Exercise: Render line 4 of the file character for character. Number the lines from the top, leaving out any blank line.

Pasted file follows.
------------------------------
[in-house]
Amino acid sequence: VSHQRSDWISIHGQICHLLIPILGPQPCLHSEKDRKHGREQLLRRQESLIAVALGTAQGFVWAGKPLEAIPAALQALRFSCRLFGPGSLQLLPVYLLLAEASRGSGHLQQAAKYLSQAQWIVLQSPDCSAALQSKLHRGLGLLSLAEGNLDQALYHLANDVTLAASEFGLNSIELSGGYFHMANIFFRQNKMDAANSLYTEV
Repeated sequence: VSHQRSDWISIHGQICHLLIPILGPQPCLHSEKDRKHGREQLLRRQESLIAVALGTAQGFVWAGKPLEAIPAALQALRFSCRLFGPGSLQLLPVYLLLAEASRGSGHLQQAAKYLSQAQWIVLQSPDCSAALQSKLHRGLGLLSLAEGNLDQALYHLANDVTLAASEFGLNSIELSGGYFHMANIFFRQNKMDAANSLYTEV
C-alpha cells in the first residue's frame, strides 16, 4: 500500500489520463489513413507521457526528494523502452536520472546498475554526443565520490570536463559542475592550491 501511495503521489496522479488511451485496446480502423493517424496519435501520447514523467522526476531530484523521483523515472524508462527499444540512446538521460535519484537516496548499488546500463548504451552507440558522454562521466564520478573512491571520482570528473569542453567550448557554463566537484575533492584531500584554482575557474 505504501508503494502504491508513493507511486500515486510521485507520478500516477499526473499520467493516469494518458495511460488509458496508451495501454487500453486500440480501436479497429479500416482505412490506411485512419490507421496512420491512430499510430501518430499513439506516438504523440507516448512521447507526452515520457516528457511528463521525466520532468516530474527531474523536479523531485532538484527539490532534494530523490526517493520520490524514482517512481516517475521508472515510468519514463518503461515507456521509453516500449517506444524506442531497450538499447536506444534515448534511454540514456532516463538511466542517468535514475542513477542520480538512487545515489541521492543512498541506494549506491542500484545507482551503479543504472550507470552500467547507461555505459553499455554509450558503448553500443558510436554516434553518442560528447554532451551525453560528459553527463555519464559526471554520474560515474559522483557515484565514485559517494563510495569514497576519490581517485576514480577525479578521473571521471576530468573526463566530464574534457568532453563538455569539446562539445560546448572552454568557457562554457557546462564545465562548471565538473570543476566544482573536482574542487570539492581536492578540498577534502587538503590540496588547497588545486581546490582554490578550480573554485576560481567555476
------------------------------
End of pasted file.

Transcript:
C-alpha cells in the first residue's frame, strides 16, 4: 500500500489520463489513413507521457526528494523502452536520472546498475554526443565520490570536463559542475592550491 501511495503521489496522479488511451485496446480502423493517424496519435501520447514523467522526476531530484523521483523515472524508462527499444540512446538521460535519484537516496548499488546500463548504451552507440558522454562521466564520478573512491571520482570528473569542453567550448557554463566537484575533492584531500584554482575557474 505504501508503494502504491508513493507511486500515486510521485507520478500516477499526473499520467493516469494518458495511460488509458496508451495501454487500453486500440480501436479497429479500416482505412490506411485512419490507421496512420491512430499510430501518430499513439506516438504523440507516448512521447507526452515520457516528457511528463521525466520532468516530474527531474523536479523531485532538484527539490532534494530523490526517493520520490524514482517512481516517475521508472515510468519514463518503461515507456521509453516500449517506444524506442531497450538499447536506444534515448534511454540514456532516463538511466542517468535514475542513477542520480538512487545515489541521492543512498541506494549506491542500484545507482551503479543504472550507470552500467547507461555505459553499455554509450558503448553500443558510436554516434553518442560528447554532451551525453560528459553527463555519464559526471554520474560515474559522483557515484565514485559517494563510495569514497576519490581517485576514480577525479578521473571521471576530468573526463566530464574534457568532453563538455569539446562539445560546448572552454568557457562554457557546462564545465562548471565538473570543476566544482573536482574542487570539492581536492578540498577534502587538503590540496588547497588545486581546490582554490578550480573554485576560481567555476